Glenn Beck's latest book, Control: Exposing the Truth About Guns, is a disappointment on many levels. Beck cranks his books out so rapidly that he must utilize the skills and experience of experts to give the book credibility and substance. There’s nothing wrong with that, but it can be overdone. And Beck overdoes it. The best that can be said about the book is that it is short — just 200 pages. It can be read in less than two hours.
The first half of the book is similar to a recipe book — a Julia Childs for responses to liberal clichés. He has an awful lot of cooks helping him, and he tries to include recipes from everyone in the kitchen. In a word, he tries to do too much. His experts are certainly qualified: There’s Lt. Col. Dave Grossman, lawyer Stephen Halbrook, Professor John Lott, scholar David Kopel, and journalist Jacob Sullum. Each of them brings to Beck’s kitchen table useful and credible perspectives on the issue of gun control. Beck is careful from the beginning to note that gun control is people control, and each of his experts provides valuable insights into responding to various liberal myths promoted by people whom Beck calls “controllists.”
He answers successfully the myths, lies, and propaganda offered by the controllists and their media allies, including “The Second Amendment is about muskets,”, “Gun control works in other countries,” “40 percent of all guns are sold without background checks,” and so forth. For his readers who are likely to be familiar with, and sympathetic to, his responses, the book gets tiresome and sometimes confusing.
The second half of his book, however, is much better. He utilizes the expert on “killology”, Lt. Col. Dave Grossman (author of On Killing: The Psychological Cost of Learning to Kill in War and Society), who exposes the unsuspecting reader to a new awareness of how video games are turning young people into killers using the same technology the U.S. Army uses to turn its recruits into soldiers. Beck points out that something happened in about 1975:
Guns have always been around. In the 1700s, colonial Americans were the most heavily armed people in the world but homicides involving guns were rare. From the early 1970s through the late ‘90s the number of handguns owned by Americans increased 160 percent … yet over that period the murder rate declined [by] 27.7 percent.…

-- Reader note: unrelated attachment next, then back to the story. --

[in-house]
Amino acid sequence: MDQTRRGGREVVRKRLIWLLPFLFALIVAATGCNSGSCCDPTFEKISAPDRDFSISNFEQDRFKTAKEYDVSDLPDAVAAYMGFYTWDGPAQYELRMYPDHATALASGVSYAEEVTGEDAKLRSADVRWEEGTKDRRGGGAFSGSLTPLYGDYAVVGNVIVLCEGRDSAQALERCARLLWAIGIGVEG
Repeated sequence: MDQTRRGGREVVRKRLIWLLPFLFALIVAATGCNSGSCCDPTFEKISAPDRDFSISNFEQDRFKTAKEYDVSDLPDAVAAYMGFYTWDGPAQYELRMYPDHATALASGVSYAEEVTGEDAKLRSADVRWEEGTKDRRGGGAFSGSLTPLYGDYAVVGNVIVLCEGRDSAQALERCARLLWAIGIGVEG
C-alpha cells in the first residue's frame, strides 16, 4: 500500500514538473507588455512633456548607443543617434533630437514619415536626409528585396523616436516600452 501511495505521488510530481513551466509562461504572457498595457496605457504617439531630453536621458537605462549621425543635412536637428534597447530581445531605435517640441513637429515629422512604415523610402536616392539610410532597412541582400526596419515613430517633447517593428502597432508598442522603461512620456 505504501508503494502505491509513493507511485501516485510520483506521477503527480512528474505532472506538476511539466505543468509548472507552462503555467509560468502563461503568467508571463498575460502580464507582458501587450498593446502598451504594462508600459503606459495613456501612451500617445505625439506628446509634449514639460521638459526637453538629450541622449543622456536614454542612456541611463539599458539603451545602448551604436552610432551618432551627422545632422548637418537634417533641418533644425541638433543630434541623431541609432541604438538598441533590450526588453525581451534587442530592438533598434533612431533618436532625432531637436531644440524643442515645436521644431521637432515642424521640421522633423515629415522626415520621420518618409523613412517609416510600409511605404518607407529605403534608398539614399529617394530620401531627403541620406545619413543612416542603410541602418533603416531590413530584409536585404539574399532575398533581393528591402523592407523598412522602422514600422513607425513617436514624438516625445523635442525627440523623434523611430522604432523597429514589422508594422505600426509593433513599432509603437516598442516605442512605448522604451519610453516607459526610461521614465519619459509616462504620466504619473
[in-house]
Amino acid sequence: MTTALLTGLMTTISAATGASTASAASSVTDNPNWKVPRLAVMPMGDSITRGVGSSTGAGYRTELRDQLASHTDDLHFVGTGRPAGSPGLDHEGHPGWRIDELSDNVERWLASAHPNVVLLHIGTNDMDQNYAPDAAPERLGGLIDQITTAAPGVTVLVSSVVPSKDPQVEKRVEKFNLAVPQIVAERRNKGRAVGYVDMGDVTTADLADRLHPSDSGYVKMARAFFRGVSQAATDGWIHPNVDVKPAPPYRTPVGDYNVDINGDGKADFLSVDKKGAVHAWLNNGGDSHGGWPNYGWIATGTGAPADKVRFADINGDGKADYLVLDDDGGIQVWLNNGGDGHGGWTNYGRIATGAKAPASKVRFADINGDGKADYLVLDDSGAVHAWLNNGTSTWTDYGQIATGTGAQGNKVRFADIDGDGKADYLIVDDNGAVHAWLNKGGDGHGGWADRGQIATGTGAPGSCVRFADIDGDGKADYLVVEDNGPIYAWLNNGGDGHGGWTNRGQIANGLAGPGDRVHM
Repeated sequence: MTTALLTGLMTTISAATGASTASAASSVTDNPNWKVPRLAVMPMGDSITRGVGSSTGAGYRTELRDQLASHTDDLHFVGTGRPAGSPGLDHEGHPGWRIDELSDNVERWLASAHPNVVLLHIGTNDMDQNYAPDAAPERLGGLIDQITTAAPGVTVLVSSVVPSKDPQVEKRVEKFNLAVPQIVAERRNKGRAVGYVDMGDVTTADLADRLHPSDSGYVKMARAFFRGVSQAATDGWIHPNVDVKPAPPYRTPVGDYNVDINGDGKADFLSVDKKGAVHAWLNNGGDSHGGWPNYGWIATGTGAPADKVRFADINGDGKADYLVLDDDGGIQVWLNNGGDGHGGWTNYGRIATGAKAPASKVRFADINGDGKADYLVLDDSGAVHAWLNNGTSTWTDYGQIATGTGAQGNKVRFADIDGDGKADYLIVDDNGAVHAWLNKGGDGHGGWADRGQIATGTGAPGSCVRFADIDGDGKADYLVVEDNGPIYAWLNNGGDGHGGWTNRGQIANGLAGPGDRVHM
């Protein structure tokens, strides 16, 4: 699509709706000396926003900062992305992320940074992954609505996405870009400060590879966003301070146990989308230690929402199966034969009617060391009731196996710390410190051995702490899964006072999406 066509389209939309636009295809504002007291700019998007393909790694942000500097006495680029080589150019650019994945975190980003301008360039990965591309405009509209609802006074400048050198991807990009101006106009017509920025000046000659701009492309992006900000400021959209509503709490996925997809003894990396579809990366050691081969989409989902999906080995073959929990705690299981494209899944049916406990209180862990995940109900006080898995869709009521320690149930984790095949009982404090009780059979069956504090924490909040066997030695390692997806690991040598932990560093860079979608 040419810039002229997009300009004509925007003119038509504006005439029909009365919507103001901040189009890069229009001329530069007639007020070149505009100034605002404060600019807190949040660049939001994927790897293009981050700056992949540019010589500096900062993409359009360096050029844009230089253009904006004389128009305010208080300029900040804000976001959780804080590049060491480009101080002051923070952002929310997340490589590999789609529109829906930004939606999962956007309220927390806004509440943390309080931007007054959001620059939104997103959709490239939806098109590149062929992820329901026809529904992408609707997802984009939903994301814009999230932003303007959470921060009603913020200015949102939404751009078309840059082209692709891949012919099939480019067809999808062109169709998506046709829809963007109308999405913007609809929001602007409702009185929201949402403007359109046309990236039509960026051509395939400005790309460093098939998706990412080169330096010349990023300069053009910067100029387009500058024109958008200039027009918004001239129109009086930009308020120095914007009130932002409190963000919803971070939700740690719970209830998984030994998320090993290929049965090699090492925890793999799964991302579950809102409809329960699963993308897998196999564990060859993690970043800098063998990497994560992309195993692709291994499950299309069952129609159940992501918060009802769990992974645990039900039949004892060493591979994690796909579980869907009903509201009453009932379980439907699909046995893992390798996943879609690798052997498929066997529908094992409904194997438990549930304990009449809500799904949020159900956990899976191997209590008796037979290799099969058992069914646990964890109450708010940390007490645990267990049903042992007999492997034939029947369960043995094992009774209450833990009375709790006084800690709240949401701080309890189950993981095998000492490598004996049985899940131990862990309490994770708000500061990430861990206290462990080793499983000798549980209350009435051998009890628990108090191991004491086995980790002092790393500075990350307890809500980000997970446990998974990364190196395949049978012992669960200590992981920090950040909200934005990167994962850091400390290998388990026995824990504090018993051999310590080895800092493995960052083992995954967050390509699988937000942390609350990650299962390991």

Availability of “assault” weapons was not a problem in the 1940s, ‘50s, or most of the ‘60s … yet, for some reason, no juvenile had ever committed a multiple homicide in a school until 1975…
Think about that. Five thousand years of recorded history. Five hundred years of gunpowder combat. One hundred and fifty years of repeating firearms. Yet, despite it all, no one can find a single case, anywhere in the world, where a juvenile committed a multiple homicide in a school prior to 1975. [Emphasis added.]
With Grossman guiding him, Beck makes the persuasive case that TV violence and now video-game “entertainment violence” are directly impacting American culture. He brings to the surface the little known facts of the Newtown shooter:
According to CBS News, the killer was “motivated by violent video games.” John Miller, a former FBI assistant director, said the gunman had a blacked-out gaming room where he immersed himself in the virtual reality of video games. “The only reality in that room,” Miller told CBS, “was him and that TV screen with his tactical shooting game.”
Beck spends the rest of the book reviewing strategies parents can use to protect their young children from the deadly violent effects of these instruction manuals for killing.
But precious little is said about the people and purposes behind the “controllists.” Beck talks statistics, which is the forte of Kopel and Lott. But the controllists don’t care. Beck talks about half-truths that the controllists use, but they don’t care. He uses history to remind his readers that governments kill their citizens when they are allowed to, but the controllists don’t care. Beck talks about murder rates in areas with little gun control versus areas where gun control is nearly complete, but the controllists don’t care. Beck talks about all the incidents where disasters were avoided due to the presence of a gun, but the controllists don’t care.
Beck talks about the lack of evidence that limits on magazines reduced violence. The controllists don’t care. He exposes the controllists’ hypocrisy and inconsistency. They don’t care. He talks about the silliness of calling a rifle all tricked out to look mean and nasty an “assault rifle” even though it isn't. They don’t care.
If a reader is looking for insight into the purposes of the “controllists” he won’t find it here. Beck does a good job as far as it goes. But he doesn't go far enough. The reader is left with the sense that if we just protect the children, then gun violence will likely diminish, leaving the controllists with less reason to press their agenda. Beck’s book is a massive failure and a neutralizer for those looking for real answers.